Mad About the Major - Elizabeth Boyle


London, 1818

“Egads! Kingsley! Is that you?”

Major Kingsley looked up from where he’d been standing, or rather hiding, on the fringes of the ballroom. All around him, the Duke and Duchess of Setchfield’s annual masquerade was in full force.

Considering how scandal ridden the ball always seemed to be year after year, Kingsley had come specifically in hopes of finding some lascivious widow or a stray courtesan who’d dared to come mingle in the rarefied air of Mayfair, then wander off for a bit of sport.

It was, after all, his last night of freedom in so many ways.

But it seemed the Fates weren’t inclined toward romance this evening as a short, square-figured little man in a bright gold costume came toddling toward him.

There was only one soul on earth who would dare such an ensemble.

“Augie!” Kingsley replied, pushing off the wall, for while this was not quite how he’d envisioned his evening progressing, he was genuinely happy to see his old boon companion. “Well, I never.”

Lord Augustus Charles Hustings, or Augie to his friends, was the sort of fellow who always enlivened an evening—what with his nonsensical views and his misguided banter.

Best of all, Augie would never hound a fellow to get married, which was why Kingsley had been loitering about in the shadows—if only to avoid being recognized by some marriage-minded mother with a passel of daughters.

“When did you get back from the Continent?” Augie asked, thumbs tucked into his gold embroidered waistcoat.

“A fortnight ago,” the major admitted.

At this, Augie’s eyes widened. “And you couldn’t call on an old friend after, what? Three, four years?”

“My mother saw me first,” Kingsley sheepishly admitted.

Augie snorted, for it was a situation he could hardly condemn anyone else over. His own mother, Lady Prendwick, was a notable handful. “Demmed inconvenient, that. Had you over a barrel, eh?”

“To say the least,” Kingsley told him. “My dear maman insisted I be kitted out with ‘proper’ togs for her house party. Supposed to be riding down there tomorrow. You did get your invitation, didn’t you?”

Since that particular house party was known by every man in London as a thinly veiled Marriage Mart, where at least three engagements could be counted upon, Augie coughed and pretended he hadn’t heard his friend correctly.

Then to change the subject entirely, he glanced at the major’s costume. “Whatever is that you are wearing? Is that the best your mother could command?” His friend shook his head furiously. “Need to find you a new tailor, my good man.”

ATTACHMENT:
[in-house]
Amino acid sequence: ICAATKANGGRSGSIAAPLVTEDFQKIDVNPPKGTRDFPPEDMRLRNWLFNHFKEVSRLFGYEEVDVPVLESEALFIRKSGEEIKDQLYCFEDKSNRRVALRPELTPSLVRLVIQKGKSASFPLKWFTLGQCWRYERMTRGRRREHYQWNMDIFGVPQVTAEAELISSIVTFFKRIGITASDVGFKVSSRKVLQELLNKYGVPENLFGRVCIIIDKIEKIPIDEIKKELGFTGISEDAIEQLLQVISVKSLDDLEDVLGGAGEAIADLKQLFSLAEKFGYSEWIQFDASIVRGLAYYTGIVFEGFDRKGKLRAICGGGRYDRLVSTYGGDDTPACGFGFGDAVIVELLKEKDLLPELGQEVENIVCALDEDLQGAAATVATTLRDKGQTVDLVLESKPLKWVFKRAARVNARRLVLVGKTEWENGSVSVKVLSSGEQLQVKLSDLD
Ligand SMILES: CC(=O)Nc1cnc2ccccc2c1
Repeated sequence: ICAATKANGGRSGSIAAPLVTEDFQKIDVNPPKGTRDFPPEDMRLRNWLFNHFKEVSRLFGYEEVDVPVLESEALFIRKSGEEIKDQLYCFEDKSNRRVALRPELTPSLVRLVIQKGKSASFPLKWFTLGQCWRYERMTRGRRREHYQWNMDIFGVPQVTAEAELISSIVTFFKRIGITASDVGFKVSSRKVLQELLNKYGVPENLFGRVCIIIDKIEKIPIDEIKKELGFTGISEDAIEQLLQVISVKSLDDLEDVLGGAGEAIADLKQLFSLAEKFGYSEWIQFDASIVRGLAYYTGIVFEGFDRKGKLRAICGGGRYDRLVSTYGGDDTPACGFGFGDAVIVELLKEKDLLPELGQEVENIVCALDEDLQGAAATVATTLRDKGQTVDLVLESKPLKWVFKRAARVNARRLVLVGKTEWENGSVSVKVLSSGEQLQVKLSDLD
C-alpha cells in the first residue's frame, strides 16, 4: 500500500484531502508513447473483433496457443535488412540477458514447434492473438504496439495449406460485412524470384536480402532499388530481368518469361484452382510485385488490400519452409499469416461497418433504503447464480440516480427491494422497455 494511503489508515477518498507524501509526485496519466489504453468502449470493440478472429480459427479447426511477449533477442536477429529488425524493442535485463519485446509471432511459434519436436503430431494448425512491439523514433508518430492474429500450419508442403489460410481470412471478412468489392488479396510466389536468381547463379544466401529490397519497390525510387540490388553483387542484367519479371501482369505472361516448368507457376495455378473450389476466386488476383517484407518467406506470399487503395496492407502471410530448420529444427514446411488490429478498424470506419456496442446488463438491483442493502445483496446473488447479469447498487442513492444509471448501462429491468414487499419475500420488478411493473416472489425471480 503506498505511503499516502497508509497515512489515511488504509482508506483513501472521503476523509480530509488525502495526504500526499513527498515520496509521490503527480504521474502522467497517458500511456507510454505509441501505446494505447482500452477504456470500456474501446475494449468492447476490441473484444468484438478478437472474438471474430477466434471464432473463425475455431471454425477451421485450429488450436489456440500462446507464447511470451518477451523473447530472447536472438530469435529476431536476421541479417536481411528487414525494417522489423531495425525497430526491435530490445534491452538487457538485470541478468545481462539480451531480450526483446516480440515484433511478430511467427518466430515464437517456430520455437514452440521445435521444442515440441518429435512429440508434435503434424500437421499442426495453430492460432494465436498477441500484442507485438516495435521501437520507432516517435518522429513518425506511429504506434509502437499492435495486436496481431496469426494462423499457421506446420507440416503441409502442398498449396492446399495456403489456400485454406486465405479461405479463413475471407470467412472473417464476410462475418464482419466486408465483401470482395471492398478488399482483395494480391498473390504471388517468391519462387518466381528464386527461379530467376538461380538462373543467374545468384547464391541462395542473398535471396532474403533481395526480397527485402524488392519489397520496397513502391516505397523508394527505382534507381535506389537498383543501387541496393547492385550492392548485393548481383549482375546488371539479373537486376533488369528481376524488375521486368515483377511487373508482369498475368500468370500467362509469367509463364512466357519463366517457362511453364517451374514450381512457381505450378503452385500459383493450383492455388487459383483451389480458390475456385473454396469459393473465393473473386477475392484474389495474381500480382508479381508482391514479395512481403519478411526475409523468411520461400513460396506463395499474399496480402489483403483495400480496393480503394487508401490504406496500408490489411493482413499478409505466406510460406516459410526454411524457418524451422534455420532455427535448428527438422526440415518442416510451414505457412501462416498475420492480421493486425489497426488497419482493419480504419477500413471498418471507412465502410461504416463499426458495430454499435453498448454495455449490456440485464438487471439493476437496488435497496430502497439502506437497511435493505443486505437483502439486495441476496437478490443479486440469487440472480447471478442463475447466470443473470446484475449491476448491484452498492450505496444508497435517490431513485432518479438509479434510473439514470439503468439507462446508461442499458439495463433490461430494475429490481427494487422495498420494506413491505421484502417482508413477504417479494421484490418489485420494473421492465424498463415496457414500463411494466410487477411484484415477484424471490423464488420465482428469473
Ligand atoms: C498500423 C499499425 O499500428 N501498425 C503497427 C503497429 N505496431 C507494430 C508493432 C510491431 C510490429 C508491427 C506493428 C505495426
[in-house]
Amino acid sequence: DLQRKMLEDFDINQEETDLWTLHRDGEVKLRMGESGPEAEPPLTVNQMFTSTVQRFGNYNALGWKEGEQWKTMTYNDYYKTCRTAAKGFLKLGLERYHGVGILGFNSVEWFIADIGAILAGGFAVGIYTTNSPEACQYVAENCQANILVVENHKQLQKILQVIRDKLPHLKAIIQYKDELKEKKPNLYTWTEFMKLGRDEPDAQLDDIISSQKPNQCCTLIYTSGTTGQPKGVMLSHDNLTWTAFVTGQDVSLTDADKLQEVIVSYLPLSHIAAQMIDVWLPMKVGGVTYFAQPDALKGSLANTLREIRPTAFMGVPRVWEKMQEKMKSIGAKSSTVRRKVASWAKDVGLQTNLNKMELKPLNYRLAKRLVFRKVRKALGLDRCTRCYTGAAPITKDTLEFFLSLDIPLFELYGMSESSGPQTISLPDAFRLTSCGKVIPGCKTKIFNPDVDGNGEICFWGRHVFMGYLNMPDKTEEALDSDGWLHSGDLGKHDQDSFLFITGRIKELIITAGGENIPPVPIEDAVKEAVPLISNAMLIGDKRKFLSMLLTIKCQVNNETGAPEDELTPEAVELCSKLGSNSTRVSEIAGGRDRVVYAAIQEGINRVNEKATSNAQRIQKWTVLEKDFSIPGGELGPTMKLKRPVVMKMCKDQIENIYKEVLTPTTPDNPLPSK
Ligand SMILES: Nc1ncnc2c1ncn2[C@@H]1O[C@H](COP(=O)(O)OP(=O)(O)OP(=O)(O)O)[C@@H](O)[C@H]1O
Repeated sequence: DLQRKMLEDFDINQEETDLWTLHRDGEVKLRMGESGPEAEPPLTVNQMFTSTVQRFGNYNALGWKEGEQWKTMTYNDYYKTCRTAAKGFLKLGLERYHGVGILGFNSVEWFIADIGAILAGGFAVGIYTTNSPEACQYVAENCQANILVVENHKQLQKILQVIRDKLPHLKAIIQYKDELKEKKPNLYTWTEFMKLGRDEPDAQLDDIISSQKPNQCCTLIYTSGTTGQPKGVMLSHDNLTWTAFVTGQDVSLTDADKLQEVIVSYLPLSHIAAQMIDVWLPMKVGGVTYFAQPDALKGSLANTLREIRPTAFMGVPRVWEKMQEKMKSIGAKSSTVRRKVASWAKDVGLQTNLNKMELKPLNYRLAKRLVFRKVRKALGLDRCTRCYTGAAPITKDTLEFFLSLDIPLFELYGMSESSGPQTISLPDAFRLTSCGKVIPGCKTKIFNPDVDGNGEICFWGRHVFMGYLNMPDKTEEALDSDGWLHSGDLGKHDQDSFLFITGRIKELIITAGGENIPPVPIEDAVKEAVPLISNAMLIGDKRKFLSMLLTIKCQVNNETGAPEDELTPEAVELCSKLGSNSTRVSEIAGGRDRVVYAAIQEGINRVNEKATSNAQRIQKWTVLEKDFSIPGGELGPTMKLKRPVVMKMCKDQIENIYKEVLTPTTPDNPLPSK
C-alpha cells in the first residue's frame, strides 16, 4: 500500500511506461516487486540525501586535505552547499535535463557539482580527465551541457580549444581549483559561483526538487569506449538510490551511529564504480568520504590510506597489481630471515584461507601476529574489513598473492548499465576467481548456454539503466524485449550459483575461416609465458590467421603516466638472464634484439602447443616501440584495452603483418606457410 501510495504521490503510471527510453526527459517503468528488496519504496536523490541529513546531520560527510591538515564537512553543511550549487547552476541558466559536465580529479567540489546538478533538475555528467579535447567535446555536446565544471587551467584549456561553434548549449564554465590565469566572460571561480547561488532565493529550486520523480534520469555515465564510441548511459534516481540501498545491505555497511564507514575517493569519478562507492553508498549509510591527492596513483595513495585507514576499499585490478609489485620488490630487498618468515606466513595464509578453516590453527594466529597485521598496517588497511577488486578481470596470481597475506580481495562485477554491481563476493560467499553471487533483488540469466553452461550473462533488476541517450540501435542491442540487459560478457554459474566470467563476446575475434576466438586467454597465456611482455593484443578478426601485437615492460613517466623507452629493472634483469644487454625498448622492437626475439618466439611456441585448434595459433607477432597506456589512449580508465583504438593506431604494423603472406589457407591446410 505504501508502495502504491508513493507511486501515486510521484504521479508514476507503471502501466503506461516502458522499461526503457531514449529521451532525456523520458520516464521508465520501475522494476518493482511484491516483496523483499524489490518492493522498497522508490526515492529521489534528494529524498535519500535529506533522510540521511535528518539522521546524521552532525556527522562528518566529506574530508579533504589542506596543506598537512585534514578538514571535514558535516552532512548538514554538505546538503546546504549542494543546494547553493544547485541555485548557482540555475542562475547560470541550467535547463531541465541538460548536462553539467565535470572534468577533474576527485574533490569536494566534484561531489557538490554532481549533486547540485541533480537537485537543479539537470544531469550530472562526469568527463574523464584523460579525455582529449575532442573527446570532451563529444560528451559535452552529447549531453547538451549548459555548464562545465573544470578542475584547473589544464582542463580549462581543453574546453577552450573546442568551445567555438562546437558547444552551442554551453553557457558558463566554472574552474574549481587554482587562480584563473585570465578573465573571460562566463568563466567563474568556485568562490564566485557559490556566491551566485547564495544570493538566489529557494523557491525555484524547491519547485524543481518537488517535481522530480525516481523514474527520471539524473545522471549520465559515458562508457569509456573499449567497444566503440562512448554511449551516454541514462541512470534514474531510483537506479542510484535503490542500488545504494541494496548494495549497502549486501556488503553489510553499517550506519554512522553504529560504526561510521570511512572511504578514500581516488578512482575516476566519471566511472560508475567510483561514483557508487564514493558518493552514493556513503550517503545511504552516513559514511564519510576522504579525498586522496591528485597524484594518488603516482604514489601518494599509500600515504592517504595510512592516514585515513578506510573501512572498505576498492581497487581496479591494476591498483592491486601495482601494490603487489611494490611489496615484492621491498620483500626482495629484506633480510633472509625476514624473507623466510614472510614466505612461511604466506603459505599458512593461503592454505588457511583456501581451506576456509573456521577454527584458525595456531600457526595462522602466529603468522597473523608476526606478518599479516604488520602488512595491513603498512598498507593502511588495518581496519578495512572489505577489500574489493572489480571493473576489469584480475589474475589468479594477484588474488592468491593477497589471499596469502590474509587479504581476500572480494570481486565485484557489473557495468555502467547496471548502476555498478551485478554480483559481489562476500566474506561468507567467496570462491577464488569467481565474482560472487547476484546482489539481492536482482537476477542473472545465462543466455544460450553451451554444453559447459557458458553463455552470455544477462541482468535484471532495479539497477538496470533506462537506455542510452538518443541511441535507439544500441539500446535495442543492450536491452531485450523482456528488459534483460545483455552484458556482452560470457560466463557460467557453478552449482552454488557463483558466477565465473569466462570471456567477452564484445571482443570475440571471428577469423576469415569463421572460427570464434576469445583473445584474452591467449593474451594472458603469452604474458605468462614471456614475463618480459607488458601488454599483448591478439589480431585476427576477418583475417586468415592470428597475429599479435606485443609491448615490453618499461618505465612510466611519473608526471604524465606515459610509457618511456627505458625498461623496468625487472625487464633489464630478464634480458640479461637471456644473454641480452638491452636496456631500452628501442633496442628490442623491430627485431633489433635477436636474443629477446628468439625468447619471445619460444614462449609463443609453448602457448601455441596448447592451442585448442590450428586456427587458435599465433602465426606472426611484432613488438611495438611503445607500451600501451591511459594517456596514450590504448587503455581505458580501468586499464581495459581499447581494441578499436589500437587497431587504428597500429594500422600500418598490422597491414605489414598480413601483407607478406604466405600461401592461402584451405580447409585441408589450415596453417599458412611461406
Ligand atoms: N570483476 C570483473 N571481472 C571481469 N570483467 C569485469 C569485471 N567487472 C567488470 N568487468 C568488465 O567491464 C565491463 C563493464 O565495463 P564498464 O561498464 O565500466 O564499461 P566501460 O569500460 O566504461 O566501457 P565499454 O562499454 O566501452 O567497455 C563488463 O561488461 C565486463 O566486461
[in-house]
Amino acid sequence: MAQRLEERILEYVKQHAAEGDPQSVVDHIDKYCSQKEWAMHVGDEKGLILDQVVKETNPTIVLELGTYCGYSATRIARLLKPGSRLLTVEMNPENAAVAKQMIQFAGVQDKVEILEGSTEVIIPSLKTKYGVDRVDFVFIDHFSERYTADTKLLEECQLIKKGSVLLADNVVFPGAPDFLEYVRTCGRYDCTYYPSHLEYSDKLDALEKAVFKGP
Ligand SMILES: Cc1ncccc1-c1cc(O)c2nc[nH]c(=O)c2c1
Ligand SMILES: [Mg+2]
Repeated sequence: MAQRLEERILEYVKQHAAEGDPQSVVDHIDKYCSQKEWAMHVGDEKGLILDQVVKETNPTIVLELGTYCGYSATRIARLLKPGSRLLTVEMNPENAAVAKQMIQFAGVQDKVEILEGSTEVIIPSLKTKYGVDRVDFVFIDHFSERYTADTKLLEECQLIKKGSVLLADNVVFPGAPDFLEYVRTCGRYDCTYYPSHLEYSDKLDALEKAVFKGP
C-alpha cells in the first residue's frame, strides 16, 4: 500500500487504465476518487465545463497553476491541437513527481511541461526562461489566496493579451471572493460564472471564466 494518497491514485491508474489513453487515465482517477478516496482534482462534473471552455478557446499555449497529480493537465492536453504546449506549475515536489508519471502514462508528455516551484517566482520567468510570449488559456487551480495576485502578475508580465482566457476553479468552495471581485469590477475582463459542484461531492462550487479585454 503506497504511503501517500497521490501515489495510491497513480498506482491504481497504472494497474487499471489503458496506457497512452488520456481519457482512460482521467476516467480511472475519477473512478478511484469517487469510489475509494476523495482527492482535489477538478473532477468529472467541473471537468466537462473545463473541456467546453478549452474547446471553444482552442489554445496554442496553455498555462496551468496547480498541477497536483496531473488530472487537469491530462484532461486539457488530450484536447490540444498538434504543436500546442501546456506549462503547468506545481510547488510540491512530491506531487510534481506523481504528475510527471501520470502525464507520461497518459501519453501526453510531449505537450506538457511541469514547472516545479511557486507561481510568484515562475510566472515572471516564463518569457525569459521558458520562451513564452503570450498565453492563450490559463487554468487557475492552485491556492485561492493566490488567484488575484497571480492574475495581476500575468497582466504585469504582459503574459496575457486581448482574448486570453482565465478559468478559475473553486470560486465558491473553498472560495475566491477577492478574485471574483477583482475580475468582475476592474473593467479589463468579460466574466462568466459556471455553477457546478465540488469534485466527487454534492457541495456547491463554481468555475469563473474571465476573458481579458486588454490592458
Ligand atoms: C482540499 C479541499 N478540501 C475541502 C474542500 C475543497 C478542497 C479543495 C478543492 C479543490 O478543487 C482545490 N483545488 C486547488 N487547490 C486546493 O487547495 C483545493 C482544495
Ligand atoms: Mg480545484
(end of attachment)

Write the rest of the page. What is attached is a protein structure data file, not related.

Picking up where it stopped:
Kingsley laughed, for it seemed that Augie hadn’t changed in the least. He reached up and waggled the black piece of silk covering the upper half of his face. “What, my mask isn’t dashing enough for you?”

“Hardly,” Augie replied, tucking his nose in the air.

“And who are you supposed to be?” he dared to ask, taking a step back and making an inspection—not that it helped, for he was still at a loss as to what Augie’s mishmash of gold raiment was supposed to signify.

“Zeus,” his diminutive friend announced with great flourish and a stately bow.

Kingsley nearly doubled over with laughter.

Augie frowned, glancing down at his costume to assure himself nothing was amiss. “My valet claims the choice is divinely ironic.”

“Yes, something like that,” Kingsley agreed as he took another glance around the room and found himself face to face with yet another friend from his days at Eton.

“Kingsley! Dear God! Thought that was you! Wouldn’t have recognized you save for this dog in your company.” The Honorable Roscoe Evans laughed and nudged Augie aside.

Augie shook his head with annoyance. He didn’t find that sobriquet any more amusing now than when Roscoe had come up with it when they were all twelve. “Thought you were in the country after that dustup with Lady Verwood. Or rather Lord Verwood.” His tone implied he wished him still well away from Town.

Roscoe waved him off. “Nonsense. Not with the Setchfield ball at hand. Always a fair bit of sport to be found, eh, Augie?” He winked, and then turned to the major. “So you are back, aren’t you?”

“As observant as ever, Roscoe,” Kingsley said, wishing him—as Augie obviously did—well away. For it wasn’t that he didn’t like Roscoe; he did, in an offhanded fashion.

But wherever Roscoe went, there was always trouble. And right now Kingsley was dancing on the edge of a sword with his parents—who were first and foremost furious with him for not returning home after Waterloo. That he’d taken it in his head to caper about the